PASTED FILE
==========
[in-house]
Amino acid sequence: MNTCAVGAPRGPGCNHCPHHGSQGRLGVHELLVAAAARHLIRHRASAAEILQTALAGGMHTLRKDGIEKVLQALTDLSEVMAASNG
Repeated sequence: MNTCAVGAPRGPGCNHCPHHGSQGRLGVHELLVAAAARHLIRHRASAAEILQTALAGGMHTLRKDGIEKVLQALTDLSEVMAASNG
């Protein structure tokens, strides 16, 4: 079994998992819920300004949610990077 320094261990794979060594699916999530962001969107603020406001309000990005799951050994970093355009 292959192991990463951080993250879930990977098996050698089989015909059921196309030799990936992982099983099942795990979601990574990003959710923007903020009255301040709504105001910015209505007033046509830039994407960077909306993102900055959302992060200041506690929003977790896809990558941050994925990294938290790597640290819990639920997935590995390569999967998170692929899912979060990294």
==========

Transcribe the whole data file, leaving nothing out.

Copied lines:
[in-house]
Amino acid sequence: MNTCAVGAPRGPGCNHCPHHGSQGRLGVHELLVAAAARHLIRHRASAAEILQTALAGGMHTLRKDGIEKVLQALTDLSEVMAASNG
Repeated sequence: MNTCAVGAPRGPGCNHCPHHGSQGRLGVHELLVAAAARHLIRHRASAAEILQTALAGGMHTLRKDGIEKVLQALTDLSEVMAASNG
């Protein structure tokens, strides 16, 4: 079994998992819920300004949610990077 320094261990794979060594699916999530962001969107603020406001309000990005799951050994970093355009 292959192991990463951080993250879930990977098996050698089989015909059921196309030799990936992982099983099942795990979601990574990003959710923007903020009255301040709504105001910015209505007033046509830039994407960077909306993102900055959302992060200041506690929003977790896809990558941050994925990294938290790597640290819990639920997935590995390569999967998170692929899912979060990294």